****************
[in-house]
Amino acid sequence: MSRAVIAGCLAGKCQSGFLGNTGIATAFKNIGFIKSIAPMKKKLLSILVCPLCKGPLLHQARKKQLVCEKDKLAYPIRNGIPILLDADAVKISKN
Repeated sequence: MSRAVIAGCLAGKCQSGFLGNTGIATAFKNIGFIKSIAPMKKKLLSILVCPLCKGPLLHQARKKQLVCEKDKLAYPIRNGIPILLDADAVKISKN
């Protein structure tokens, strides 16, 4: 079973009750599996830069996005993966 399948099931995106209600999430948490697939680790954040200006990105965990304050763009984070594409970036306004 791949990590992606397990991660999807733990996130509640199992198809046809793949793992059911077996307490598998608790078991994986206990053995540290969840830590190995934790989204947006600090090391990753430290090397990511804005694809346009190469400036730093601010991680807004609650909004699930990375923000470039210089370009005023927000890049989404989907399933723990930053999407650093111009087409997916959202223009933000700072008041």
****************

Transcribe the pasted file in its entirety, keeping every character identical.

[in-house]
Amino acid sequence: MSRAVIAGCLAGKCQSGFLGNTGIATAFKNIGFIKSIAPMKKKLLSILVCPLCKGPLLHQARKKQLVCEKDKLAYPIRNGIPILLDADAVKISKN
Repeated sequence: MSRAVIAGCLAGKCQSGFLGNTGIATAFKNIGFIKSIAPMKKKLLSILVCPLCKGPLLHQARKKQLVCEKDKLAYPIRNGIPILLDADAVKISKN
């Protein structure tokens, strides 16, 4: 079973009750599996830069996005993966 399948099931995106209600999430948490697939680790954040200006990105965990304050763009984070594409970036306004 791949990590992606397990991660999807733990996130509640199992198809046809793949793992059911077996307490598998608790078991994986206990053995540290969840830590190995934790989204947006600090090391990753430290090397990511804005694809346009190469400036730093601010991680807004609650909004699930990375923000470039210089370009005023927000890049989404989907399933723990930053999407650093111009087409997916959202223009933000700072008041």